Starting Price: £165.00Price excludes VAT
Case Management Strategies
The course will look at some core aspects of the Civil Procedure Rules (CPR), how to analyse your case and formulate a case theory and how to map-out and recognise the implications of the likely stages of the litigation.
This course is popular with both trainee solicitors before or during their litigation seat and with qualified litigators.
Whilst the case study used in this course is a commercial contract dispute, the core content of the course is transferrable to other areas of law.
- Effectively analyse cases, enabling you to discern and focus on the issues;
- Develop appropriate case theories and so gain better insight into the case;
- Understand and plan for the litigation in an effective, focussed way so that it is more likely to run smoothly with fewer unexpected problems.
TBA – get in touch for details.
The topics will include:
- How to Conduct a Factual and Legal Analysis of the Dispute;
- How to Identify the Issues in the Case and the Parties’ Contentions;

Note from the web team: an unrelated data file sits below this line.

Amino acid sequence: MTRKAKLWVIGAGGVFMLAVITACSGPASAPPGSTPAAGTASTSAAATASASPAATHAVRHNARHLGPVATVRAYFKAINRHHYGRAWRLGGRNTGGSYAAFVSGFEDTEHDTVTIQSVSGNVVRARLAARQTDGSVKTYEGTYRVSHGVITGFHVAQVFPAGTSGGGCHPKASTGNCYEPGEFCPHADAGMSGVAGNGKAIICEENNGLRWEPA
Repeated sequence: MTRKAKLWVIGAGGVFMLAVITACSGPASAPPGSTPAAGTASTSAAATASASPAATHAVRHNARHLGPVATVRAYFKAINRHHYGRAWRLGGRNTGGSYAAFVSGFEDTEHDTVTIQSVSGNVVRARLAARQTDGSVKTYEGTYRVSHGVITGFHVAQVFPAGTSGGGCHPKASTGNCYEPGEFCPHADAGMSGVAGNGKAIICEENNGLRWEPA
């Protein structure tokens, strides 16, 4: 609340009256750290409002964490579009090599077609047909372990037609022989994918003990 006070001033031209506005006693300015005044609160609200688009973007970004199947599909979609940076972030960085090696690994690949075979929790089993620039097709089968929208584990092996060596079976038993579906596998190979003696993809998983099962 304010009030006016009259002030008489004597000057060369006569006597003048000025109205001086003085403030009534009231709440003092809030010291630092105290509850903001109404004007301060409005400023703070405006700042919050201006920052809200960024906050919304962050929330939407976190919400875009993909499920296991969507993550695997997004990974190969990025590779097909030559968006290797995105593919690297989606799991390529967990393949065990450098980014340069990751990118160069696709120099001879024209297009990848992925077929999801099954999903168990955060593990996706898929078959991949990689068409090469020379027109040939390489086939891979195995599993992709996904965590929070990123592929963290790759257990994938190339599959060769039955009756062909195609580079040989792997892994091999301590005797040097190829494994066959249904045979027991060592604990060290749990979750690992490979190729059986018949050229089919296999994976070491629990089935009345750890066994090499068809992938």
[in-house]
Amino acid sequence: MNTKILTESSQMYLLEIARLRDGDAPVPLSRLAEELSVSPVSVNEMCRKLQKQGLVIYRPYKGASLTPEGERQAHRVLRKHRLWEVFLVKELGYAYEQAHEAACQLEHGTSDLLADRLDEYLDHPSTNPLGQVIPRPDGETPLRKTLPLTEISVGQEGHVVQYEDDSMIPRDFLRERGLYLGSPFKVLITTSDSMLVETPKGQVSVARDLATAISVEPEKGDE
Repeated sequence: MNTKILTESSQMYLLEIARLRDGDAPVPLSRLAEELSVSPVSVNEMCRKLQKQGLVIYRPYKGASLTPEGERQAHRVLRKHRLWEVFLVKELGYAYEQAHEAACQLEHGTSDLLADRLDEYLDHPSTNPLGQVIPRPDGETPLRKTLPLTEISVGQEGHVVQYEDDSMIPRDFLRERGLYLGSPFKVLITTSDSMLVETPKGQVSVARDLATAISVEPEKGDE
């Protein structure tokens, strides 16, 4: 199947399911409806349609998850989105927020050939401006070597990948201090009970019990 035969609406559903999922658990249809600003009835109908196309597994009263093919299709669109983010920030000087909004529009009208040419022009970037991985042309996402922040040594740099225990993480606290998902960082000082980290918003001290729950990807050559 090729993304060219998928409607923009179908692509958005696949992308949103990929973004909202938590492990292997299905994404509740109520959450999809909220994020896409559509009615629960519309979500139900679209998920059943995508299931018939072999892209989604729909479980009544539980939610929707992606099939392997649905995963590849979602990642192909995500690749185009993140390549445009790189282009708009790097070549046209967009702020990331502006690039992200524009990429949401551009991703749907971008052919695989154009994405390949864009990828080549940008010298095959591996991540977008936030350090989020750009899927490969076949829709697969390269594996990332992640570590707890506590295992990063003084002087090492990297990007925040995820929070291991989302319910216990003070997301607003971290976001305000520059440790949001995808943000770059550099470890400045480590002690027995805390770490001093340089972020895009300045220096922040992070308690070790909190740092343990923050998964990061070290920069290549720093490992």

- Proving Your Case;
- An Understanding of Case Management and Other Core Parts of the Civil Litigation Process;
- Planning and Resourcing the Dispute.
No practical experience of litigation is needed but a basic understanding of the CPR will assist. If you do not have such knowledge you may wish to familiarise yourself with the core process.
There is no specific/mandatory pre-course work for this course. However, a basic understanding of the CPR may assist. If you do not have such knowledge you may wish to familiarise yourself with the core process.
The case study will be used throughout the course, so it is important that you have read through it before attending.
There is no post-course work for this session.
|A5||Apply understanding, critical thinking and analysis to solve problems;|
|B7||Plan, manage and progress legal cases and transactions;|
|D1||Initiate, plan, prioritise and manage work activities and projects to ensure that they are completed efficiently, on time and to an appropriate standard, both in relation to their own work and work that they lead or supervise; and|
|D3||Apply good business practice.|